Local News

April 3, 2014

Loved and hated

Nathan Bedford Forrest is a symbol of Southern pride to many.

He was a rugged, strong-willed individualist from Memphis, Tenn., who fought his way out of extreme poverty and become a self-made millionaire. He had a reputation for defending a woman’s honor. He was a man’s man who held his whiskey down and never shied from a fight.

There’s only one problem with that image, said John Fowler, executive director of the Bandy Heritage Center for Northwest Georgia. Forrest was also a “hotheaded and fierce” racist who thought it was OK to own another human being based on the color of the person’s skin and who was the first grand wizard of the Ku Klux Klan.

Fowler spent Tuesday night discussing Forrest, a Confederate general during the Civil War who quickly rose up the ranks due to his aggressive military tactics, during a public lecture at Dalton State College. The lecture explored why such a violent and racist individual, who died from dysentery in 1877, is still revered by many in the South.

Fowler presented several pieces of art, still well-known today, that depict Forrest in heroic poses, some even bordering on “Harlequin romance,” Fowler joked.

“Why is he so popular?” Fowler asked. “What’s going on? He is despised by some, beloved by others. I do not believe there is a more controversial figure in the Civil War. You’re just not going to find one.”

Fowler said that while he’s personally “disgusted” by Forrest’s white supremacy views and violence — including Forrest allowing his soldiers to massacre African-American Unionists who were surrendering during the Fort Pillow Massacre on April 12, 1864 — Forrest still appeals to many due to his larger-than-life image.

“It is important to say that Confederate symbols are not altogether about the Civil War,” Fowler said. “In many cases, it’s a regional pride. It’s this idea that America should be this way, filled with rugged individualists who have a fighting spirit, who fought for their homeland. That’s awesome and sounds great. But I think you have to take that and say, ‘Isn’t this the same individual who owned other people?’”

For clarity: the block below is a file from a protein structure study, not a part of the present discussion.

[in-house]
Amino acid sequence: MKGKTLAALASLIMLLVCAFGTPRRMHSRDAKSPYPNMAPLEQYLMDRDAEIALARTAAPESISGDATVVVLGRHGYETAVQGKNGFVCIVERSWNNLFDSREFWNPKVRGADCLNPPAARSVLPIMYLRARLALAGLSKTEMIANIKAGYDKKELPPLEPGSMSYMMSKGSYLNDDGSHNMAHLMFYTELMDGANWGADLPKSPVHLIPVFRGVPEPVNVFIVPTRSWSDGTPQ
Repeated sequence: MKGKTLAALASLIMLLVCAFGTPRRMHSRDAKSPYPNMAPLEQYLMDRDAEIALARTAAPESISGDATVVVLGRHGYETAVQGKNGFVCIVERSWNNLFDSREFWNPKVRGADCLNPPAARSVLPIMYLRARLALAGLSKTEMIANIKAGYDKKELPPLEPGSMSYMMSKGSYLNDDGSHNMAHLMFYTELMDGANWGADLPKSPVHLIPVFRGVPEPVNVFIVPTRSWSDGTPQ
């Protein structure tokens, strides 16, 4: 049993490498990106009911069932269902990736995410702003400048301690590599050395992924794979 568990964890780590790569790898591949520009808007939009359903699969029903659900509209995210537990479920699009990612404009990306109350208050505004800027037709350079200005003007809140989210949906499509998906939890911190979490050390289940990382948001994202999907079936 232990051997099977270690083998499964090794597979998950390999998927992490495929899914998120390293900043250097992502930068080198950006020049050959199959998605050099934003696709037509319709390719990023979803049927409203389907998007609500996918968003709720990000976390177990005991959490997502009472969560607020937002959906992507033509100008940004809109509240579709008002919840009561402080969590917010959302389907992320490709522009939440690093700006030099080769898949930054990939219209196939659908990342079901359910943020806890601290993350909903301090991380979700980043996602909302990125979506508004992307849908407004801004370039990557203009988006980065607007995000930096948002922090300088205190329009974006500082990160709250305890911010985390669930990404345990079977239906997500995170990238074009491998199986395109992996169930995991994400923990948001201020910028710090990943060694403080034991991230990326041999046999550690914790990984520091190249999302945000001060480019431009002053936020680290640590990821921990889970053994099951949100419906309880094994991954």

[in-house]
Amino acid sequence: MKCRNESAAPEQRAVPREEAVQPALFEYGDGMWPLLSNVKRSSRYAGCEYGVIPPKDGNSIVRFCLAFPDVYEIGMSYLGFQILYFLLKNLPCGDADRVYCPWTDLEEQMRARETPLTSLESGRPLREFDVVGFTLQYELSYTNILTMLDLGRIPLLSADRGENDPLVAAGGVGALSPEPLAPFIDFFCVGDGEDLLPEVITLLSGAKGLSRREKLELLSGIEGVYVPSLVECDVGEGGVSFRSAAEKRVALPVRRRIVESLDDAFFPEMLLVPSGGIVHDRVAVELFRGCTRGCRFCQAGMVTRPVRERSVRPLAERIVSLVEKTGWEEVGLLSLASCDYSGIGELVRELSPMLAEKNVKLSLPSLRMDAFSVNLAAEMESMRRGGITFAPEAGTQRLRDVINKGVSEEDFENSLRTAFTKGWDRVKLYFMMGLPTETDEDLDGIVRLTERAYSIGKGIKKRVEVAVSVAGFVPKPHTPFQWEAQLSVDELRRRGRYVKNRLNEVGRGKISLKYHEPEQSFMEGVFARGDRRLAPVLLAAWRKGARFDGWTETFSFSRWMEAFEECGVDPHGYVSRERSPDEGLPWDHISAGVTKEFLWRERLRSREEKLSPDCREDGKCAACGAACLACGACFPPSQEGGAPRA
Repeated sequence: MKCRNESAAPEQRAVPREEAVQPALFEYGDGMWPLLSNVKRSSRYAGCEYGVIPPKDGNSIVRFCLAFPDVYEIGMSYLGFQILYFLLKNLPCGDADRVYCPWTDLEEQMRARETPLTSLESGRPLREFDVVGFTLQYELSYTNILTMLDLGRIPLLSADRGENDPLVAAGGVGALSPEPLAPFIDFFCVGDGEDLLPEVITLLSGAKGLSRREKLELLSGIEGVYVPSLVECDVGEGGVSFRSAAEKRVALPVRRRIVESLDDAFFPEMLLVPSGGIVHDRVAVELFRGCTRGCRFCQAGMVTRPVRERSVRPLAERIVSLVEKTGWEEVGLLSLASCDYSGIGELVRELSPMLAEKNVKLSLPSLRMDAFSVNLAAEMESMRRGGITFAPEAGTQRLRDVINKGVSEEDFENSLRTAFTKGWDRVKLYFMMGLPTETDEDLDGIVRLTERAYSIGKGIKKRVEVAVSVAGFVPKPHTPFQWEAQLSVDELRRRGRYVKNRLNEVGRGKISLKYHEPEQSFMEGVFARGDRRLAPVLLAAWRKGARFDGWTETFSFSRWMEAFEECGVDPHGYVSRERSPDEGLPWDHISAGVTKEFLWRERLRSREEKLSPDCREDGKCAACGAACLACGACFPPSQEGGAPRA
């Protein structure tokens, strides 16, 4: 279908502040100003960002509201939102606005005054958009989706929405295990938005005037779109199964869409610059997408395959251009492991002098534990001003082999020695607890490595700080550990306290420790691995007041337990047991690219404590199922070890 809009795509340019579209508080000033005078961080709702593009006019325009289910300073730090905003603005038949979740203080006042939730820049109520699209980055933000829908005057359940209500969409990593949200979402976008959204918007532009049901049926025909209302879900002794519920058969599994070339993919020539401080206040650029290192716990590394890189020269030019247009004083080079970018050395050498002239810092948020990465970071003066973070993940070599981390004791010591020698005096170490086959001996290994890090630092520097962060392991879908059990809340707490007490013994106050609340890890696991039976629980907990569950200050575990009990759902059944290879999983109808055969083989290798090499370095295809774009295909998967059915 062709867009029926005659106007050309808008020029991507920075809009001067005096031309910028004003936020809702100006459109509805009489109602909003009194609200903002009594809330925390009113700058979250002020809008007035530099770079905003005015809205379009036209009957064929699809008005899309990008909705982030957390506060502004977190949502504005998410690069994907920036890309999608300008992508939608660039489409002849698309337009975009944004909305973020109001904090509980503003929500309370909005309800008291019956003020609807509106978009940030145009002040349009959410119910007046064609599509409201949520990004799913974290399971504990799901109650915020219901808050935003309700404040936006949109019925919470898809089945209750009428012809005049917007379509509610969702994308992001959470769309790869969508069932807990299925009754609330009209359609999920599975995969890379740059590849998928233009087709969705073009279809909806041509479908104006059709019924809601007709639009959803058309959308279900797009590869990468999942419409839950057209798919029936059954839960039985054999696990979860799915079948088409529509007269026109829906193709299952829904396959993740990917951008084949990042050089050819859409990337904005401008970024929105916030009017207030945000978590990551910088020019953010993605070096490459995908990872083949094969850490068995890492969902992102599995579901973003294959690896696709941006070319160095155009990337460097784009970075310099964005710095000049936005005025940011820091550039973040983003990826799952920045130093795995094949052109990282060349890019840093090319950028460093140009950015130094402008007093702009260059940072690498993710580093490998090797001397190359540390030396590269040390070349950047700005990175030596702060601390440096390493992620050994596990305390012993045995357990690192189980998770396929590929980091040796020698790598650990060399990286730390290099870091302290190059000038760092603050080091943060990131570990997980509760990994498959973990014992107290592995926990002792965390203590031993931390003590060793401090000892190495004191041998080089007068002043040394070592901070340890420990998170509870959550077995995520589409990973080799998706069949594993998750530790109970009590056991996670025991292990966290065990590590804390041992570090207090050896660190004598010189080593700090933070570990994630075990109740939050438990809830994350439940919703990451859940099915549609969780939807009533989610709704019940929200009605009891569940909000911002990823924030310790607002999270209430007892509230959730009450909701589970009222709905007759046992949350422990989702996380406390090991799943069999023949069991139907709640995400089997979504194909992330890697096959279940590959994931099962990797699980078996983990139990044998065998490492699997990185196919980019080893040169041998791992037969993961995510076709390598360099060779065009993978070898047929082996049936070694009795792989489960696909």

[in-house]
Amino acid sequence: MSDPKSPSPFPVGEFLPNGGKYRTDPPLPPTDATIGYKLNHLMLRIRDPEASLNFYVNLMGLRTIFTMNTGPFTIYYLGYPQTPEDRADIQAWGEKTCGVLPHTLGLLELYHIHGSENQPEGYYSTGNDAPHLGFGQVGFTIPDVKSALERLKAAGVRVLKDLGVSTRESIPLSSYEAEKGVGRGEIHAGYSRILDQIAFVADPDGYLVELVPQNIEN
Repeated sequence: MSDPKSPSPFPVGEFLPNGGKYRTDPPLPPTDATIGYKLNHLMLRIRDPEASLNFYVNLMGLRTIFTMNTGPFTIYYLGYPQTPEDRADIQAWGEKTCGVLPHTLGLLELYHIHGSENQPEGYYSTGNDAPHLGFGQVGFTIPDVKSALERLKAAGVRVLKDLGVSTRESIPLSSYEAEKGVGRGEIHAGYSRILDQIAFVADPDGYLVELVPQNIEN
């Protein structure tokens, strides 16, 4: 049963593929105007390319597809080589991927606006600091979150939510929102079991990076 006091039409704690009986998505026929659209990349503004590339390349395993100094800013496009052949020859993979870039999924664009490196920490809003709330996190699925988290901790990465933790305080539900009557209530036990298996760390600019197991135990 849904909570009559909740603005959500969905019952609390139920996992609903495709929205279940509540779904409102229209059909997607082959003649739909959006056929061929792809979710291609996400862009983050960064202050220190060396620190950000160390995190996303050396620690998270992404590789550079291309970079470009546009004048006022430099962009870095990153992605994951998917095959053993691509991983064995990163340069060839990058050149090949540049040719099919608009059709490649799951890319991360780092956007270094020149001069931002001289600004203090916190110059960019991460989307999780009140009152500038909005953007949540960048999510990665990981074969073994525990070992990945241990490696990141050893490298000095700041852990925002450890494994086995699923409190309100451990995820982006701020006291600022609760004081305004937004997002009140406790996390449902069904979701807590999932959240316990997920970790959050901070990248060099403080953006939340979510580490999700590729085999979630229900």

One example of Forrest’s independence is in historic accounts of his interaction with Braxton Bragg, a Confederate general who Forrest publicly criticized even though Bragg was his superior.

“I have stood your meanness as long as I intend to,” Forrest is recorded as telling Bragg. “You have played the part of a damned scoundrel and are a coward and if you were any part of a man I would slap your jaws and force you to resent it.”

Rather than being dismissed from the army for insubordination, Forrest was transferred. That’s because people feared him, Fowler said, and because he was “very good” at successfully leading small units against tough odds and bigger forces, typically fighting alongside his soldiers.

“Most military leaders, they would say, ‘There’s the enemy, shoot at them,’” Fowler said. “Forrest sent his men at the enemy to meet them and was with his men. That’s kind of awesome. His military strategy is still studied to this day.”

Forrest became a “spirit of standing up and being defiant, he emerged as a hero who fit an ideal of Southern masculinity,” Fowler said.

For almost a century after the Civil War, Southerners turned to figures like Robert E. Lee as heroes, creating prints and statues of the well-known generals who they believed fought valiantly to defend states’ rights, Fowler said, adding that Forrest didn’t become well-known until the 1960s and 1970s when much of the South was in racially-charged turmoil during the civil rights movement.

“Even today, what many white Southerners see is that they’re losing control,” Fowler said. “The federal government is telling them how to live. Maybe not the government, but people are telling them how they should remember the Civil War. So they think, ‘I should be proud of that. I need a symbol like Forrest.’

“But how do you divorce the man from what he did? You can’t. That’s why the white South is struggling with how you remember the Civil War. The South, as a whole, how do you recall it? Is it about heritage, hate? Both, neither? What does this man represent? How do you make sense of it all? And my answer is — I have no idea.”

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